Diabetes mellitus (sugar diabetes)—The oral suspension of nitazoxanide contains 1.48 grams of sucrose per 5 milliliters (mL).
The dose of this medicine will be different for different patients. Follow your doctor's orders or the directions on the label. The following information includes only the average doses of this medicine. If your dose is different, do not change it unless your doctor tells you to do so.
The amount of medicine that you take depends on the strength of the medicine. Also, the number of doses you take each day, the time allowed between doses, and the length of time you take the medicine depend on the medical problem for which you are using the medicine.
It is important to take nitazoxanide with food.
It is very important to shake the oral suspension for of the medicine well before measuring each dose.
For the oral suspension dosage form: Use a specially marked measuring syringe or spoon to measure each dose accurately. The average household teaspoon may not hold the right amount of liquid.
For oral dosage form (oral suspension):
For treatment of diarrhea caused by protozoal infections
Adults and adolescents—Ages 12 years or older: 25 milliliters (mL) every 12 hours for 3 days.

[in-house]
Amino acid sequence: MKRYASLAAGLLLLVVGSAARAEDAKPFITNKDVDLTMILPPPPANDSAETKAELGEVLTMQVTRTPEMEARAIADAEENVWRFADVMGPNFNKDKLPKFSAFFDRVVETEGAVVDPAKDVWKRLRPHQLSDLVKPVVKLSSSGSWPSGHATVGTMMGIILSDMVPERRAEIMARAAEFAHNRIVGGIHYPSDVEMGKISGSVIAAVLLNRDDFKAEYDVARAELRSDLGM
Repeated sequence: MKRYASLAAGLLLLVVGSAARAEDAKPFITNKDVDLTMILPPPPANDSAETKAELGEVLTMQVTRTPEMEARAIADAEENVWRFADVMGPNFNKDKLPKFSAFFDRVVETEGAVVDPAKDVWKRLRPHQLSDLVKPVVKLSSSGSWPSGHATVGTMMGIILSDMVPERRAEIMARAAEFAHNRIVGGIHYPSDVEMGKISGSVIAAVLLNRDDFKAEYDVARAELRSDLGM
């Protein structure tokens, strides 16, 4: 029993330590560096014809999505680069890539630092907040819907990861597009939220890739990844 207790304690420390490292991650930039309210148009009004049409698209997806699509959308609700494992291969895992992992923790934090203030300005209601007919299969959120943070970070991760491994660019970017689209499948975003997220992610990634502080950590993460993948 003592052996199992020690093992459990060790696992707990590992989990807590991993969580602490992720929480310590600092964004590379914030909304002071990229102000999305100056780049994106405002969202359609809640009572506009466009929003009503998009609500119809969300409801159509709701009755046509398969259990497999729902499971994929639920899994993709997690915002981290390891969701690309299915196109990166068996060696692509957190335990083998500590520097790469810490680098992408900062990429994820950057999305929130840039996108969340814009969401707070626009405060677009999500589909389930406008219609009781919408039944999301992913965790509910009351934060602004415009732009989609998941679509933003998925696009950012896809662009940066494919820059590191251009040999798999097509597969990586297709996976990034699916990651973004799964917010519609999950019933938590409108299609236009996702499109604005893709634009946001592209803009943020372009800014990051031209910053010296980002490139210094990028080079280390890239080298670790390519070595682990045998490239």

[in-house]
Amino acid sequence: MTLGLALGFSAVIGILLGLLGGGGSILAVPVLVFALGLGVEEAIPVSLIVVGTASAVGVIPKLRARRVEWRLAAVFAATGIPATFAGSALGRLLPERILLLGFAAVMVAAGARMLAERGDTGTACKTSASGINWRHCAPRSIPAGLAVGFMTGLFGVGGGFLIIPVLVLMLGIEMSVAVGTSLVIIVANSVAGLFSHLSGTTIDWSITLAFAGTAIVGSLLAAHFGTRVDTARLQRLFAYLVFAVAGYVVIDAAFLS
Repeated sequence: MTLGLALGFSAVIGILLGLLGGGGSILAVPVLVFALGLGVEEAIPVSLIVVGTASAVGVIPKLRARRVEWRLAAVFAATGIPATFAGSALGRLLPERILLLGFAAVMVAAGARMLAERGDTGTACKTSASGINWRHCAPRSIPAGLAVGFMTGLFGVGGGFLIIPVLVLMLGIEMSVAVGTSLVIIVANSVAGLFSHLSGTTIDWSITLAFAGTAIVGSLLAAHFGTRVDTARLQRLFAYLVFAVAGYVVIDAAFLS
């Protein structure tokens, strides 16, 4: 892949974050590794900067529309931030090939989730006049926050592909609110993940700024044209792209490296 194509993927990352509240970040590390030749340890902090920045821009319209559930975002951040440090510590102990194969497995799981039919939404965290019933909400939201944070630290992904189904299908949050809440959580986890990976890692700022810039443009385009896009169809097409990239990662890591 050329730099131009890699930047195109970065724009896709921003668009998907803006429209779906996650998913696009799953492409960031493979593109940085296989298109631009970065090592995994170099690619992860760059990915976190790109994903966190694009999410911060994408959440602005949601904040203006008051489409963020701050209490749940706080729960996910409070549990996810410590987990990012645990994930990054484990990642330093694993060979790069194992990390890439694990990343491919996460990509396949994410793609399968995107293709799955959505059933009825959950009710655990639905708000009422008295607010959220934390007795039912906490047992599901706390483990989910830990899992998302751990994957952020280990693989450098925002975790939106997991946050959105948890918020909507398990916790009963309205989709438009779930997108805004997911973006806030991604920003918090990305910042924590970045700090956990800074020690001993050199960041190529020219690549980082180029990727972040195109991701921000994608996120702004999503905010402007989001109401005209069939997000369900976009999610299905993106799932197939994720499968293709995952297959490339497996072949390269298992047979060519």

Children—Ages 12 to 47 months: 5 milliliters (mL) every 12 hours for 3 days.
Children—Ages 4 to 11 years: 10 milliliters (mL) every 12 hours for 3 days.
For oral dosage form (tablets):
For treatment of diarrhea caused by protozoal infections
Adults and adolescents—Ages 12 years or older: 500 milligrams (mg) every 12 hours for 3 days.
Children—Ages 11 months or younger: Tablet dosage form is not for use in children.
If you miss a dose of this medicine, take it as soon as possible. However, if it is almost time for your next dose, skip the missed dose and go back to your regular dosing schedule. Do not double doses.
Store the medicine in a closed container at room temperature, away from heat, moisture, and direct light. Keep from freezing.
Keep out of the reach of children.
Do not keep outdated medicine or medicine no longer needed.
Ask your healthcare professional how you should dispose of any medicine you do not use.
The suspension may be stored for 7 days. Any unused suspension must be disposed of after 7 days.
It is very important that your healthcare professional check you at regular visits
If your symptoms do not improve within a few days or if they become worse, check with your healthcare professional.
Some side effects may occur that usually do not need medical attention. These side effects may go away during treatment as your body adjusts to the medicine. Also, your health care professional may be able to tell you about ways to prevent or reduce some of these side effects. Check with your health care professional if any of the following side effects continue or are bothersome or if you have any questions about them:
bloated full feeling
enlarged salivary glands
excess air or gas in stomach or intestines
eye discoloration, pale yellow
general feeling of discomfort or illness
loss of appetite
unusual tiredness or weakness
Other side effects not listed may also occur in some patients. If you notice any other effects, check with your healthcare professional.
Call your doctor for medical advice about side effects. You may report side effects to the FDA at 1-800-FDA-1088.